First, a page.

Employment Law Cases

Relying on occupational health reports to determine disability

Kelly v Royal Mail Group Ltd

An employer had not simply ‘rubber-stamped’ an occupational health report where the report dealt with the issue of disability in detail and there was no other evidence on which the employer could rely.


Mr Kelly was a postman whose sickness absence triggered Royal Mail’s absence management procedure which led to his dismissal. Among his claims was one of discrimination arising from disability (s. 15 of the Equality Act). The tribunal dismissed this claim on the basis that Royal Mail had no knowledge of Mr Kelly’s disability – and couldn’t have been expected to know. Mr Kelly appealed.

EAT decision

His appeal was dismissed.

Mr Kelly relied on the case of Gallop v Newport City Council where the Court of Appeal held that an employer had been wrong unquestioningly to adopt an opinion from its occupational health (OH) adviser that an employee was not disabled – it should have asked further specific practical questions and not simply ‘rubber stamped’ the adviser’s opinion. Mr Kelly argued that this was in effect what Royal Mail had done in his case.

The EAT remarked that the tribunal had, as well as specifically referring to the Gallop decision, noted that an employer may attach considerable weight to the informed and reasoned opinion of an OH professional in reaching its own assessment. Here the evidence showed that Royal Mail had given ‘active consideration’ to whether Mr Kelly was disabled (he suffered from Carpel Tunnel Syndrome). Four separate OH reports had concluded that Mr Kelly wasn’t disabled within the meaning of the legislation. What’s more, the OH reports didn’t simply state that Mr Kelly wasn’t disabled. The last of the OH reports referred to:

  • the absence of any impairment affecting Mr Kelly’s ability to work
  • the fact that his prognosis was good
  • the fact that there was no indication that he would be regarded as having a significant long-term impairment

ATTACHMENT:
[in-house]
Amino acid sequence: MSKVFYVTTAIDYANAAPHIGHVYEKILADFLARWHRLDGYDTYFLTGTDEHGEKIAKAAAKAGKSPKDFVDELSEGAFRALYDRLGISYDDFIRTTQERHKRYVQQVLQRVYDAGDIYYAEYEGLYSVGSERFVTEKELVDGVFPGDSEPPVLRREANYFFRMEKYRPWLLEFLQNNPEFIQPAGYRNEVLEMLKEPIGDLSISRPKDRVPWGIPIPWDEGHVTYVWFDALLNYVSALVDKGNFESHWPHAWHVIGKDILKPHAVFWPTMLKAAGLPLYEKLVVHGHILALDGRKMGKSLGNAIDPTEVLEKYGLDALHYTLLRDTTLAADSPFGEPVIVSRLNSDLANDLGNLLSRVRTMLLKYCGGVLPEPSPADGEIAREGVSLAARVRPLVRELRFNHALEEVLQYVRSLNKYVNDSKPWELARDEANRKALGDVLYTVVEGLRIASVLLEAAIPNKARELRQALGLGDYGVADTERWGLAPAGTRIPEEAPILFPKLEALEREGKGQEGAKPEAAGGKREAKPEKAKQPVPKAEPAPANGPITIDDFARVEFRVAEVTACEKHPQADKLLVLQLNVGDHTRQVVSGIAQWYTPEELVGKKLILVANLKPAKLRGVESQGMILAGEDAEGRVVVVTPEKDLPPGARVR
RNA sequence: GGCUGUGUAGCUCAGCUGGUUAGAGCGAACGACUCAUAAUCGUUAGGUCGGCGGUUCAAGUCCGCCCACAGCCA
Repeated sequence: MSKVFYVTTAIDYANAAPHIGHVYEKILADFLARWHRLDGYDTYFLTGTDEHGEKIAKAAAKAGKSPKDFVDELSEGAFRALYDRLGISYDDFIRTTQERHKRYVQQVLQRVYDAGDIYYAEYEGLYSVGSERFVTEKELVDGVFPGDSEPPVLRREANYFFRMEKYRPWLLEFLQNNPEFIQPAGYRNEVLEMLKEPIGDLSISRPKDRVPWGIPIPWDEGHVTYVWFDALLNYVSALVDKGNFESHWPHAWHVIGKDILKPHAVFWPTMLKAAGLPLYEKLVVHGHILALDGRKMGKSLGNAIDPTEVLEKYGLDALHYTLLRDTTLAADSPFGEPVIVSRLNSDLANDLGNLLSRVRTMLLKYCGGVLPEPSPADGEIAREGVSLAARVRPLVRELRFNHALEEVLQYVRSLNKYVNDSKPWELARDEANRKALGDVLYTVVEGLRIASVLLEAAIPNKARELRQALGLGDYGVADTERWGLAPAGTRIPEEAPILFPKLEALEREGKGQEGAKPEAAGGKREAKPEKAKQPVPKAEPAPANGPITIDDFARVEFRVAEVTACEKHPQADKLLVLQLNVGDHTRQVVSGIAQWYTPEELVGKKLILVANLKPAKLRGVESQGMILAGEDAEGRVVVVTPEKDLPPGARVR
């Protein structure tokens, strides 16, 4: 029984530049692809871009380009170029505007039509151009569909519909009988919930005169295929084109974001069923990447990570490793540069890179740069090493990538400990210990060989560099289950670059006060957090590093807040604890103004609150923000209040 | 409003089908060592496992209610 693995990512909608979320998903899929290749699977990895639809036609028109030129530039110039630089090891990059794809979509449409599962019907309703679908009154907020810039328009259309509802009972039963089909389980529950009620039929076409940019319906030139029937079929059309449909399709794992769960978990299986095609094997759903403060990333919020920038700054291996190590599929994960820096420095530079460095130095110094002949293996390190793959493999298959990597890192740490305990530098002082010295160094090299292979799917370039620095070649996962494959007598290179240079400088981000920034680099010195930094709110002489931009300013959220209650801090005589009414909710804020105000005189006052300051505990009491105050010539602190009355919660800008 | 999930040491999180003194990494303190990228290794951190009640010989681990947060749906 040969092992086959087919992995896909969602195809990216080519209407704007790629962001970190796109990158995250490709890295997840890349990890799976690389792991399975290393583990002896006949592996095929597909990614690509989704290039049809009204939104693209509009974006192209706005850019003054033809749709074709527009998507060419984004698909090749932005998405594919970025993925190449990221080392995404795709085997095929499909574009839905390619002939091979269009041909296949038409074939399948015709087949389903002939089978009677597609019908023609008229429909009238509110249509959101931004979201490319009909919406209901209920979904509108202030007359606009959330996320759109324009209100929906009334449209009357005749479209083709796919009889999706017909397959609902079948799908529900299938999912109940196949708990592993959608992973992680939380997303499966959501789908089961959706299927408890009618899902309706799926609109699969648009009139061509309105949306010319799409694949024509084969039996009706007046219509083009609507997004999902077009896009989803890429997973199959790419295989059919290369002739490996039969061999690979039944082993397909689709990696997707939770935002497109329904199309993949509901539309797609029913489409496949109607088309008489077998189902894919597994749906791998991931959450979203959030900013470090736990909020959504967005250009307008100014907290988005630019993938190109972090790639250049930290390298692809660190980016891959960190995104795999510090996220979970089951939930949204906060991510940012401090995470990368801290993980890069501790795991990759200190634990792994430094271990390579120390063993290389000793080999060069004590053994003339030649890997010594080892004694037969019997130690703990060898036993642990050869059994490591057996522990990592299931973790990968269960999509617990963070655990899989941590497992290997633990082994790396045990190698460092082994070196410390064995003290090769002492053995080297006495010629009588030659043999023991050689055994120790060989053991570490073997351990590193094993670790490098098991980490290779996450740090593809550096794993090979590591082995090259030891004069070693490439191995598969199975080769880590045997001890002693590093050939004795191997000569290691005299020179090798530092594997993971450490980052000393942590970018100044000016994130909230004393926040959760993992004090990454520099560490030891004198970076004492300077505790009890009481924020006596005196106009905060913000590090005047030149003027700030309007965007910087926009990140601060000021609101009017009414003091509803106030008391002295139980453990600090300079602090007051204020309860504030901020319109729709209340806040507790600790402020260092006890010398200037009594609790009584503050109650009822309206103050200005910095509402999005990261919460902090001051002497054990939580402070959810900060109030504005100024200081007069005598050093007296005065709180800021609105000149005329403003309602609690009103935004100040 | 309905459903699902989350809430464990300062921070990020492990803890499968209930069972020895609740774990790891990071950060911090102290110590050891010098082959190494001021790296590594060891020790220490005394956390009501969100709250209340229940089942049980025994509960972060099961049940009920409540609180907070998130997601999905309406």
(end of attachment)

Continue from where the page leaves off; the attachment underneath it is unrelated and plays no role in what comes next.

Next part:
• the fact that he was able to perform full duties and was asymptomatic, and
  • the fact that no modifications were required to enable him to carry out his work

On the information available to the manager dealing with this:

  • there was no suggestion from Mr Kelly that there was any adverse effect on his day-to-day activities
  • there was nothing to alert management to the need to look behind the conclusions of the OH advisors, and
  • neither Mr Kelly nor his union representative were asserting that there was a disability

Link to judgment: https://www.bailii.org/uk/cases/UKEAT/2019/0262_18_1402.html


This is a useful decision if an employer is faced with complex medical conditions or where it simply has no understanding of the medical condition from which an employee may be suffering. In the absence of any other evidence, an employer can rely on such reports. If, for example, a report states without more that an employee is not disabled – but an employer has other evidence that may suggest otherwise – it may not be reasonable simply to accept the word of the expert. A tribunal will not expect perfection in such instances: an employer must however make a reasonable effort to discover whether an employee’s condition renders them ‘disabled’, see Donelien v Liberata UK Ltd.